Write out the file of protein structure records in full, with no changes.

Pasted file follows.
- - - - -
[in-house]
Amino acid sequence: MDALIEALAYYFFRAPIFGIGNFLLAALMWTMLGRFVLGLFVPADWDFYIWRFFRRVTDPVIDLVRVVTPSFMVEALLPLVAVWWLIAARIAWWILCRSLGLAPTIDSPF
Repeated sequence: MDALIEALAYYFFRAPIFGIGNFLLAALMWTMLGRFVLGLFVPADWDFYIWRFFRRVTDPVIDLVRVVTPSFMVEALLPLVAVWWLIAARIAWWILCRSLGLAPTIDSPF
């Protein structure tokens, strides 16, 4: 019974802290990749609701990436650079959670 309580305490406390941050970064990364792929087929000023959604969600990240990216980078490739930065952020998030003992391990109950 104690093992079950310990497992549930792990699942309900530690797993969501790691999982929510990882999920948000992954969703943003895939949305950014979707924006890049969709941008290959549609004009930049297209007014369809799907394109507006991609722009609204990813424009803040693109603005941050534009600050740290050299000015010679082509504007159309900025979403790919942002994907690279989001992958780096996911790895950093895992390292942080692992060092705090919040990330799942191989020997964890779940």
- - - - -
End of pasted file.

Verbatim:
[in-house]
Amino acid sequence: MDALIEALAYYFFRAPIFGIGNFLLAALMWTMLGRFVLGLFVPADWDFYIWRFFRRVTDPVIDLVRVVTPSFMVEALLPLVAVWWLIAARIAWWILCRSLGLAPTIDSPF
Repeated sequence: MDALIEALAYYFFRAPIFGIGNFLLAALMWTMLGRFVLGLFVPADWDFYIWRFFRRVTDPVIDLVRVVTPSFMVEALLPLVAVWWLIAARIAWWILCRSLGLAPTIDSPF
């Protein structure tokens, strides 16, 4: 019974802290990749609701990436650079959670 309580305490406390941050970064990364792929087929000023959604969600990240990216980078490739930065952020998030003992391990109950 104690093992079950310990497992549930792990699942309900530690797993969501790691999982929510990882999920948000992954969703943003895939949305950014979707924006890049969709941008290959549609004009930049297209007014369809799907394109507006991609722009609204990813424009803040693109603005941050534009600050740290050299000015010679082509504007159309900025979403790919942002994907690279989001992958780096996911790895950093895992390292942080692992060092705090919040990330799942191989020997964890779940």